FDI growth trend
We are indeed happy to note that foreign direct investment (FDI) in the country touched the highest mark last year rising by 24.42 per cent to $1.13 billion despite a host of infrastructural and political adversities. A report by the United Nations Conference on Trade and Development (Unctad) also says that the biggest portion of FDI went to the garment sector while the second and third biggest ones went to the banking, and power and gas sectors respectively. All these are good news which undoubtedly shows the tremendous resilience of our economy as well as our work force.
However, the Unctad report also brought it to our notice that in attracting FDI Bangladesh falls far behind India and even behind Pakistan. Also other countries in Southeast Asia are drawing FDI in a great measure.
As we understand it, serious infrastructural problems and unrelenting political instability have been two major impediments to accelerating FDI growth. Add to these the bureaucratic red tape and the cost of doing business. A stable tax policy is also imperative. Therefore, these issues must be addressed properly to ensure increased flow of foreign investment.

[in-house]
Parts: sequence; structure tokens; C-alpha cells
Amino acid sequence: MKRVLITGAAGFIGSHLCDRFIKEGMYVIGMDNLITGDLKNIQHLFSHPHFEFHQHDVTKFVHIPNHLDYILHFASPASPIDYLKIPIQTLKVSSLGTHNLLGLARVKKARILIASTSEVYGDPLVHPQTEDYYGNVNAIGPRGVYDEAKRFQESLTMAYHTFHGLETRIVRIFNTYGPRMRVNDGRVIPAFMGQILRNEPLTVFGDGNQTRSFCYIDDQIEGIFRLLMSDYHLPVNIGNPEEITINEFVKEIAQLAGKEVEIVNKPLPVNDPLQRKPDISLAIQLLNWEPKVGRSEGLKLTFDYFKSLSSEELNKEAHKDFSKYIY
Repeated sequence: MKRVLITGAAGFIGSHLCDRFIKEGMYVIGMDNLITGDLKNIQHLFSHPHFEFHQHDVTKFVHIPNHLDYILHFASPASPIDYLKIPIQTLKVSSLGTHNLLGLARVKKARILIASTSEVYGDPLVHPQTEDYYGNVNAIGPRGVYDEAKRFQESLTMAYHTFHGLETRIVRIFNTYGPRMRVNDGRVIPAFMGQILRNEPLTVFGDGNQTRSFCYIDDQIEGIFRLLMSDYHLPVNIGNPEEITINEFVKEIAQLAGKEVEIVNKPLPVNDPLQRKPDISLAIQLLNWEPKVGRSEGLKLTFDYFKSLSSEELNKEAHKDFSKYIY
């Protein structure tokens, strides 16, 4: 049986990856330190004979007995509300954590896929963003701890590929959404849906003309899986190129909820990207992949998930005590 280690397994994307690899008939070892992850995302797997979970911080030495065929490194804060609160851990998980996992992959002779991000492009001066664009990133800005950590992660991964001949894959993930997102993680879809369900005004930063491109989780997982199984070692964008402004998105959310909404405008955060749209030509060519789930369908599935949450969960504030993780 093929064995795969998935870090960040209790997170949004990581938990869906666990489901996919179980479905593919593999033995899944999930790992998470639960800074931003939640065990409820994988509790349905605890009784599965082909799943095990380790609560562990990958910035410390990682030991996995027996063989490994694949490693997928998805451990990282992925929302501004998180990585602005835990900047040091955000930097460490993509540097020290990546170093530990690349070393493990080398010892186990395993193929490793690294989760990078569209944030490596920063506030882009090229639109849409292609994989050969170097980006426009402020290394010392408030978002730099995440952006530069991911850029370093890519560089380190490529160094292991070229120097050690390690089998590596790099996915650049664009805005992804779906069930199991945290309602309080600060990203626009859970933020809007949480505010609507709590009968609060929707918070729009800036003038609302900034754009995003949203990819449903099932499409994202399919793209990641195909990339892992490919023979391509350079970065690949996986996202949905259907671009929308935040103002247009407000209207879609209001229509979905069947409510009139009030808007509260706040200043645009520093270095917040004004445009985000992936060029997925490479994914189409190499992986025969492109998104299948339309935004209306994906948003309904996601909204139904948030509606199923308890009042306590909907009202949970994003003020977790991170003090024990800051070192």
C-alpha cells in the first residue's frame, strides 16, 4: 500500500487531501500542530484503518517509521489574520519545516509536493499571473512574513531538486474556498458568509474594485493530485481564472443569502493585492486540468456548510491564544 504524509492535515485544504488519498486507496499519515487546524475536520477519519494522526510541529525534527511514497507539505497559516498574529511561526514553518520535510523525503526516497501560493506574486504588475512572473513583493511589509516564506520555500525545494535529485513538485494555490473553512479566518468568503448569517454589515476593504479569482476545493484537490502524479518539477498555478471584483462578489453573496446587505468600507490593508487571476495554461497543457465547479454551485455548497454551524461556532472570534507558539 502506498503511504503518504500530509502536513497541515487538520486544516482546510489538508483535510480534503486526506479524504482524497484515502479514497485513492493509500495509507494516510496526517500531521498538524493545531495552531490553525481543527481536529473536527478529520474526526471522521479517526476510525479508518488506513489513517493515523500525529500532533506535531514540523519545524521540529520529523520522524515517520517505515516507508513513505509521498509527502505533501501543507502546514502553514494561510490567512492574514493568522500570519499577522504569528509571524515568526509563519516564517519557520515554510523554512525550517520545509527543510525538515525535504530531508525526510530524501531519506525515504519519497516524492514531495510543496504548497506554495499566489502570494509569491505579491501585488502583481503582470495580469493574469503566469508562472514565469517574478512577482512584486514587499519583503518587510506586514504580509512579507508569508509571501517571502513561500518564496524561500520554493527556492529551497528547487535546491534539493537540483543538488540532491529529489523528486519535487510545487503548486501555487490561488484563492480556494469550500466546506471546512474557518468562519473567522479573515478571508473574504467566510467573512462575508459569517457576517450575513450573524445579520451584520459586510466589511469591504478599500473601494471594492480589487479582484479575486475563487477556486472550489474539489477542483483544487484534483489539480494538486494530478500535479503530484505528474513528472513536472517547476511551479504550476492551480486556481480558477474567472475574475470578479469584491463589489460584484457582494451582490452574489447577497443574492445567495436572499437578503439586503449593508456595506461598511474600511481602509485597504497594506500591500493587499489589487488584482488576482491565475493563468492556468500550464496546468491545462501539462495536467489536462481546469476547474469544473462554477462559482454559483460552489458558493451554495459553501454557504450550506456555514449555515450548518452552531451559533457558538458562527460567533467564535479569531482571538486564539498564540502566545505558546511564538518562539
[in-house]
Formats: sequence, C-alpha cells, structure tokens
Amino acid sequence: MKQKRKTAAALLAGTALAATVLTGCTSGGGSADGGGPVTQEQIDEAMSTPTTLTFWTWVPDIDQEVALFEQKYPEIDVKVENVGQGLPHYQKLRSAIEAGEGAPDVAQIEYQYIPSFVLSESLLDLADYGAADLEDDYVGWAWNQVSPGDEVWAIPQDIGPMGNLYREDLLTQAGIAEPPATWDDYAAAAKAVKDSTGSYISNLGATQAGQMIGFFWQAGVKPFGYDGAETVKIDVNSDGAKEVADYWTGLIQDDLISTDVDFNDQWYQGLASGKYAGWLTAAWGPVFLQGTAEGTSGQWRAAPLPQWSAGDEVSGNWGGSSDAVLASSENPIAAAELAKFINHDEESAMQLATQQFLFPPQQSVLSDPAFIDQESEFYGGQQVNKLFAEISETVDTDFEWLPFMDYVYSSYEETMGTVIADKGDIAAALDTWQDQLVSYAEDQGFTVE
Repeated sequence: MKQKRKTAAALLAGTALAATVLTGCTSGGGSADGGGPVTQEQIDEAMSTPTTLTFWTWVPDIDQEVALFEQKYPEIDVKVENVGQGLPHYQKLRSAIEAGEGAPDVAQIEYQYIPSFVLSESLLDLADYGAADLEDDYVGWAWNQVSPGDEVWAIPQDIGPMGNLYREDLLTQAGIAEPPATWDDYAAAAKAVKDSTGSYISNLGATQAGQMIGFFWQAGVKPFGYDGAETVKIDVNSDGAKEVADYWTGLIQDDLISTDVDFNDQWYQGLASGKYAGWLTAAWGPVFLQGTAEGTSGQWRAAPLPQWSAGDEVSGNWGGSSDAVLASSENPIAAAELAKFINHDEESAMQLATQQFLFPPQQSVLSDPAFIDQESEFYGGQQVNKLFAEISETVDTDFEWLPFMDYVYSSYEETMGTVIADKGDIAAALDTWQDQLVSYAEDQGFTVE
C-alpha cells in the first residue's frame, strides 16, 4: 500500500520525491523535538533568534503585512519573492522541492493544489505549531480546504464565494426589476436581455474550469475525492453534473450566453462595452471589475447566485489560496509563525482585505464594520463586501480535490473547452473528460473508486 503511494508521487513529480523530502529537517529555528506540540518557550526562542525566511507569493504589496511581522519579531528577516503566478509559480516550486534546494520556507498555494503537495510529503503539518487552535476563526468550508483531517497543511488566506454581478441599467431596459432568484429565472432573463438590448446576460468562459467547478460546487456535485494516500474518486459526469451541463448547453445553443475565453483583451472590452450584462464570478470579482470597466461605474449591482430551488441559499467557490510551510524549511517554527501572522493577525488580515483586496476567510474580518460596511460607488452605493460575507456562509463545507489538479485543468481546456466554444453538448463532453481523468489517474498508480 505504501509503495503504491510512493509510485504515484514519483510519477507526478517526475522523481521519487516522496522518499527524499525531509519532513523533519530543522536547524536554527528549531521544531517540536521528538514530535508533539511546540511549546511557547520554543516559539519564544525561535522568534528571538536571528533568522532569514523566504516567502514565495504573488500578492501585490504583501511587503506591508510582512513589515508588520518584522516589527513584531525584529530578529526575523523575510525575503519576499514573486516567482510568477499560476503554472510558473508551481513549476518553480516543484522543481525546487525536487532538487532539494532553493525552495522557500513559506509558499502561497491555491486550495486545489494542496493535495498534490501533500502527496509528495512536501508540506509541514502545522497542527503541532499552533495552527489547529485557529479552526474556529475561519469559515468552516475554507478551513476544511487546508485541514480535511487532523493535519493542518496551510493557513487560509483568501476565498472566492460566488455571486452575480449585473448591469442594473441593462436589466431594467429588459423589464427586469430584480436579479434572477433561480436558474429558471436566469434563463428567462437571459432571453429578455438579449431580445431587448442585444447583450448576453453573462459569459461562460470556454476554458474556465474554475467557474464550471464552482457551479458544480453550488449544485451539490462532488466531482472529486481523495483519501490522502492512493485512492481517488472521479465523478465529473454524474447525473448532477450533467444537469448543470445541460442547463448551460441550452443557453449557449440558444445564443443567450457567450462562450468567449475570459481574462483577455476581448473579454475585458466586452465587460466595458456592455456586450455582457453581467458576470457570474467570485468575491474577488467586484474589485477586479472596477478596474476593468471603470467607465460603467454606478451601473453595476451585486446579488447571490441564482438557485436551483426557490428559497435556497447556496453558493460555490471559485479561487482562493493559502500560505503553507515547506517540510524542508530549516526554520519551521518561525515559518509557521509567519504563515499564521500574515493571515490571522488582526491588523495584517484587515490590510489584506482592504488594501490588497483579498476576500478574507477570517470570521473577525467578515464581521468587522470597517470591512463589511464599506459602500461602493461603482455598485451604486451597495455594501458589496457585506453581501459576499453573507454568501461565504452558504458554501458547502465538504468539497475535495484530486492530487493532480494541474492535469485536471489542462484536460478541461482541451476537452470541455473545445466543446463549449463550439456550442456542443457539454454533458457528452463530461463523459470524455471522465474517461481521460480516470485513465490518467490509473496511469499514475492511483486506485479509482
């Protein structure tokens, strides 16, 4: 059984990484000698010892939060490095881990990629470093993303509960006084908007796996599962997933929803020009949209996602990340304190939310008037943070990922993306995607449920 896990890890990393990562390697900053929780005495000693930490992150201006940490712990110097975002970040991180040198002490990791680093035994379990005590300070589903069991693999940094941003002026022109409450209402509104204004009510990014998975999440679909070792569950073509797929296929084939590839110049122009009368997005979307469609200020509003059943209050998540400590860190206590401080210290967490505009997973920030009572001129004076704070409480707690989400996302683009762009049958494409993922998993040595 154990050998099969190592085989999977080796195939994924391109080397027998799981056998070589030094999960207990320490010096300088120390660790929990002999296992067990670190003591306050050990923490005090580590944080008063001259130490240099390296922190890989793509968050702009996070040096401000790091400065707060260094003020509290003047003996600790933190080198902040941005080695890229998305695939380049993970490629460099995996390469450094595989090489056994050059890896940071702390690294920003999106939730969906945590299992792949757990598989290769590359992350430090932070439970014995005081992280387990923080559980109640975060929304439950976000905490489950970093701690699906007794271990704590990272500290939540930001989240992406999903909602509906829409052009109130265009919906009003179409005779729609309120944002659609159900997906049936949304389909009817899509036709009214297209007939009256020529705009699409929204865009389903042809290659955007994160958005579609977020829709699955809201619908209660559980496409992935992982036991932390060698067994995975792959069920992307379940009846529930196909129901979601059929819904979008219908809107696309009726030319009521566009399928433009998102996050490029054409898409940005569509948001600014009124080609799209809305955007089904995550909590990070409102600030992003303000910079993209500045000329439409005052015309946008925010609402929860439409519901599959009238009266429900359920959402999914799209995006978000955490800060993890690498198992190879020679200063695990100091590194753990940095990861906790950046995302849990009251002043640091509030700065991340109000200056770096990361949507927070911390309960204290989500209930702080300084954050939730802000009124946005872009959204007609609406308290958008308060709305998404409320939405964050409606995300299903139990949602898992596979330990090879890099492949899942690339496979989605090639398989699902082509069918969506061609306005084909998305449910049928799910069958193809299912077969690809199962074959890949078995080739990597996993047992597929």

Furthermore, sporadic unrest in the garment industry may be responsible for a lower investment in this sector which is why we urge all parties concerned to arrive at a sustainable agreement to quell the unrest. Finally, domestic investment which currently does not account for more than 25 per cent of the GDP, needs a boost to encourage foreign investors. Where the environment is not deemed fully congenial to private investment, how can foreign investors feel drawn to the country?
Some emerging countries are thinking of relocating their investment in countries like Bangladesh which have abundant and trainable labour force with cheaper overheads. Our policymakers need to exploit such advantages through an incentive policy package. We have the potential to attract FDI with steps in right places.